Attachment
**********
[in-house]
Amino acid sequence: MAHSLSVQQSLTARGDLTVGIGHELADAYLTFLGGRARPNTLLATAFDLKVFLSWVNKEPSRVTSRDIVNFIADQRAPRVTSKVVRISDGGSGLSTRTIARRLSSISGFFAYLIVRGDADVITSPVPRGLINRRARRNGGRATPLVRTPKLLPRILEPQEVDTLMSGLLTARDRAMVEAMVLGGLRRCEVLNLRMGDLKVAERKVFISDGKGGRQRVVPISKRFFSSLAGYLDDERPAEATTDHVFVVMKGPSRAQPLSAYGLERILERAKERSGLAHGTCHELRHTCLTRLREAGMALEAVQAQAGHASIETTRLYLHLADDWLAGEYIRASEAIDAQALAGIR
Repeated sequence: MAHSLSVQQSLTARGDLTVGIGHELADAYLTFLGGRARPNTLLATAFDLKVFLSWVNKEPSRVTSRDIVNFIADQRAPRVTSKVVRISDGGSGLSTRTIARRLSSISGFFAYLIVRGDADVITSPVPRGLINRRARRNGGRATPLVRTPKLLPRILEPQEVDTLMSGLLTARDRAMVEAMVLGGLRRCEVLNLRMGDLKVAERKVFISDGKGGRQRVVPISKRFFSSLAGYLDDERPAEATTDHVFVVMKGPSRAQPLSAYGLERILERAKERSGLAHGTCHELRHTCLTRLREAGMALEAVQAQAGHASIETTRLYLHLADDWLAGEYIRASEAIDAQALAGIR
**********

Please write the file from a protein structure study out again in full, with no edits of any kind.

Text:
[in-house]
Amino acid sequence: MAHSLSVQQSLTARGDLTVGIGHELADAYLTFLGGRARPNTLLATAFDLKVFLSWVNKEPSRVTSRDIVNFIADQRAPRVTSKVVRISDGGSGLSTRTIARRLSSISGFFAYLIVRGDADVITSPVPRGLINRRARRNGGRATPLVRTPKLLPRILEPQEVDTLMSGLLTARDRAMVEAMVLGGLRRCEVLNLRMGDLKVAERKVFISDGKGGRQRVVPISKRFFSSLAGYLDDERPAEATTDHVFVVMKGPSRAQPLSAYGLERILERAKERSGLAHGTCHELRHTCLTRLREAGMALEAVQAQAGHASIETTRLYLHLADDWLAGEYIRASEAIDAQALAGIR
Repeated sequence: MAHSLSVQQSLTARGDLTVGIGHELADAYLTFLGGRARPNTLLATAFDLKVFLSWVNKEPSRVTSRDIVNFIADQRAPRVTSKVVRISDGGSGLSTRTIARRLSSISGFFAYLIVRGDADVITSPVPRGLINRRARRNGGRATPLVRTPKLLPRILEPQEVDTLMSGLLTARDRAMVEAMVLGGLRRCEVLNLRMGDLKVAERKVFISDGKGGRQRVVPISKRFFSSLAGYLDDERPAEATTDHVFVVMKGPSRAQPLSAYGLERILERAKERSGLAHGTCHELRHTCLTRLREAGMALEAVQAQAGHASIETTRLYLHLADDWLAGEYIRASEAIDAQALAGIR